Over champagne toasts, and speeches celebrating newly engaged friends of ours last night, The Fella and I were asked over and over again at a party how we met.
We met on the Internet. Surely, this was not how I expected the great romance of my life to initiate, but I’m thankful nonetheless. Once the getting-to-know-you stories were finished, what took place was a barrage of Internet dating war stories. It would seem that we were not alone in our endeavor, and the couples we were chatting with shared their own stories of awkward conversations and all around strange folks. I couldn’t help but think back to all the clichés on dating profiles: beach walking, liking to stay in and go out, loving fun, and not taking oneself too seriously.
Which got me thinking. What’s wrong with taking yourself seriously?
Surely, being able to look at yourself and your life as something worthy of shrewd observation and serious effort does not exclude the possibility of a sense of humor and the loving of fun?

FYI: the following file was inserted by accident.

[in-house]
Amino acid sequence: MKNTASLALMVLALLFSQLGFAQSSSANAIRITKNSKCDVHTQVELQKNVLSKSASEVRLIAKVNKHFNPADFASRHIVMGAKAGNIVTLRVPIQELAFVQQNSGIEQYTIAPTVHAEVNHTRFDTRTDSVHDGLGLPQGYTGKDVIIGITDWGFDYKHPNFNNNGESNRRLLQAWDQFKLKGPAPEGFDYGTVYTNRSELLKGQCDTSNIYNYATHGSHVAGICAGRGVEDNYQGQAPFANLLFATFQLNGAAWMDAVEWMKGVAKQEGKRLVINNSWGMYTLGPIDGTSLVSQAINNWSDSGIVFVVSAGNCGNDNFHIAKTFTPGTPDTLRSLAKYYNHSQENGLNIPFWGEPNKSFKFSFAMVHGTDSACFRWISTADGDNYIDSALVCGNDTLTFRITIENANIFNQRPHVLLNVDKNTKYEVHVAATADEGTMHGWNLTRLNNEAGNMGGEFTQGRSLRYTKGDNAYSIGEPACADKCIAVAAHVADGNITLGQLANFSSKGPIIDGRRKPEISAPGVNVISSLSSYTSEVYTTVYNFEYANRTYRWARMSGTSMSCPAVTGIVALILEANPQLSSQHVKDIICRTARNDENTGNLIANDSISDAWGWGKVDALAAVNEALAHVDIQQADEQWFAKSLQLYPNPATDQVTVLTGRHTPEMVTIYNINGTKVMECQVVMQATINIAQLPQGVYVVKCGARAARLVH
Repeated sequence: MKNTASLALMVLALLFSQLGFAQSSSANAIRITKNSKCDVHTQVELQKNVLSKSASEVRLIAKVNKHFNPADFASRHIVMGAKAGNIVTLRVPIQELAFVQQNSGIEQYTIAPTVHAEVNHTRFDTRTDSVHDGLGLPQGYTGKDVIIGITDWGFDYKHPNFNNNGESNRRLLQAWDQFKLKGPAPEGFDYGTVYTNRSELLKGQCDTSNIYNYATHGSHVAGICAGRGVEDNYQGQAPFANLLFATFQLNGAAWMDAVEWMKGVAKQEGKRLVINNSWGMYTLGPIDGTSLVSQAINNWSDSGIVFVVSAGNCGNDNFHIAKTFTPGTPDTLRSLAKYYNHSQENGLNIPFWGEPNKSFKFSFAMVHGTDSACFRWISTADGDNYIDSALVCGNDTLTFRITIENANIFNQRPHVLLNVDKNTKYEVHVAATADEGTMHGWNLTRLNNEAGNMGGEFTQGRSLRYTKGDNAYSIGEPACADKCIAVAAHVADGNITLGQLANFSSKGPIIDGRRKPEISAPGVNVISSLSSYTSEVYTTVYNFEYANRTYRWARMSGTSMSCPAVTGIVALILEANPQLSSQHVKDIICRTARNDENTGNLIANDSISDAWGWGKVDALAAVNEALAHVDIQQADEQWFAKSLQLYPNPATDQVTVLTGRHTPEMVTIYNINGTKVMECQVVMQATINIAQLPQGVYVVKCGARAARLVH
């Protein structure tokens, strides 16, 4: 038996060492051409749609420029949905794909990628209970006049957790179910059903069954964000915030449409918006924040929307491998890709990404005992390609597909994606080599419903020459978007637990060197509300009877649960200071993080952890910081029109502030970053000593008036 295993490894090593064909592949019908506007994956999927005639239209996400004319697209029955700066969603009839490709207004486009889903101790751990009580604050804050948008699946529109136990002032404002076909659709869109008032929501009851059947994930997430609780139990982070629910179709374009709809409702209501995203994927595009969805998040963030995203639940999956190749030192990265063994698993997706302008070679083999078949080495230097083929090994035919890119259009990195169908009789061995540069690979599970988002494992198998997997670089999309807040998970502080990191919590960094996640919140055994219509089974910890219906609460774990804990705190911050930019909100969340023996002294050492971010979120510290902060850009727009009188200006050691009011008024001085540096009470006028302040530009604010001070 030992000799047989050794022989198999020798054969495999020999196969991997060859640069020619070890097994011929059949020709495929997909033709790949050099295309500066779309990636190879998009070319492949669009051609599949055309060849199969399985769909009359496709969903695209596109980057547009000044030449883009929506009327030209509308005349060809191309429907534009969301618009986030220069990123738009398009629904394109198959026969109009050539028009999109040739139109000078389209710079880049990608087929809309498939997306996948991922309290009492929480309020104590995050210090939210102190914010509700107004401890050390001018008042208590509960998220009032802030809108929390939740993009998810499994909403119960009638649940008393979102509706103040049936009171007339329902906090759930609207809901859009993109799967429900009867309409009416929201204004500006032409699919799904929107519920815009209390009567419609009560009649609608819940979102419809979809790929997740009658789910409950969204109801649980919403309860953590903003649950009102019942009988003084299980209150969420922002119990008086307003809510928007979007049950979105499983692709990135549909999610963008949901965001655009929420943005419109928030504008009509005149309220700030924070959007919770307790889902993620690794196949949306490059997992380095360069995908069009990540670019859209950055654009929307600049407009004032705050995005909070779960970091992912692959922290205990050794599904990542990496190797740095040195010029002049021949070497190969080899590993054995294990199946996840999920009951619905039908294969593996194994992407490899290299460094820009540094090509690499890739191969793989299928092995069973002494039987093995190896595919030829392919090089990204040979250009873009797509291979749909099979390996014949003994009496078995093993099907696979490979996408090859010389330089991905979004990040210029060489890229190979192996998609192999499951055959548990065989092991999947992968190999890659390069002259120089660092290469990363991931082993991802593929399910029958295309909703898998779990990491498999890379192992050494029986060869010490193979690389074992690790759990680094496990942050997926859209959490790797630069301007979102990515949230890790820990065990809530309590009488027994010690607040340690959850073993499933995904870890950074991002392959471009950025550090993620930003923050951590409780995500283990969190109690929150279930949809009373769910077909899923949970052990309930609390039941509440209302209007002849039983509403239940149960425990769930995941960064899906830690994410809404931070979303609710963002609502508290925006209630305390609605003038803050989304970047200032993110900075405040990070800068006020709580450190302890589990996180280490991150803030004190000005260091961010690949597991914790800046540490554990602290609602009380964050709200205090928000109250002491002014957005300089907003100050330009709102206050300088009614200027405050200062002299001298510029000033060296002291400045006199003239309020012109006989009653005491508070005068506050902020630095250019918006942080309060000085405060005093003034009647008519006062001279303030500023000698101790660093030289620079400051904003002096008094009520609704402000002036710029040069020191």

Obviously, this sent me down a dark and winding path of introspection. Perhaps it was the champagne. Perhaps it was the Percocet. Or, perhaps it is the timing in my life. But, whatever it was one of my favorite literary quotes came to mind. I may not always agree with Ayn Rand’s social philosophies, but she is a great writer, and often times spot on about self-actualization.
Learn to value yourself, which means: to fight for your happiness.
That quote pretty much sums up what I think it means to take oneself seriously. A concept I’ve certainly battled for much of my life. There is something about our culture that instills in us, particularly in women, that it is selfish and gluttonous to focus our time and efforts on ourselves, our own happiness, and our own success—whatever that means to each individual.
I have undoubtedly been on the receiving end of that judgment, and I have been the one doling it out. Neither is particularly good for the soul.
One of the reasons I renew my resolutions each month is because I am on a constant quest to be a better version of myself. Sometimes I stumble. Sometimes I achieve things that surprise even me. More often than not, I fall right back into just trying to survive the tide of life.
This month I’m resolving myself to a mantra instead of specific goals.
Take yourself seriously.
What are you resolving for March?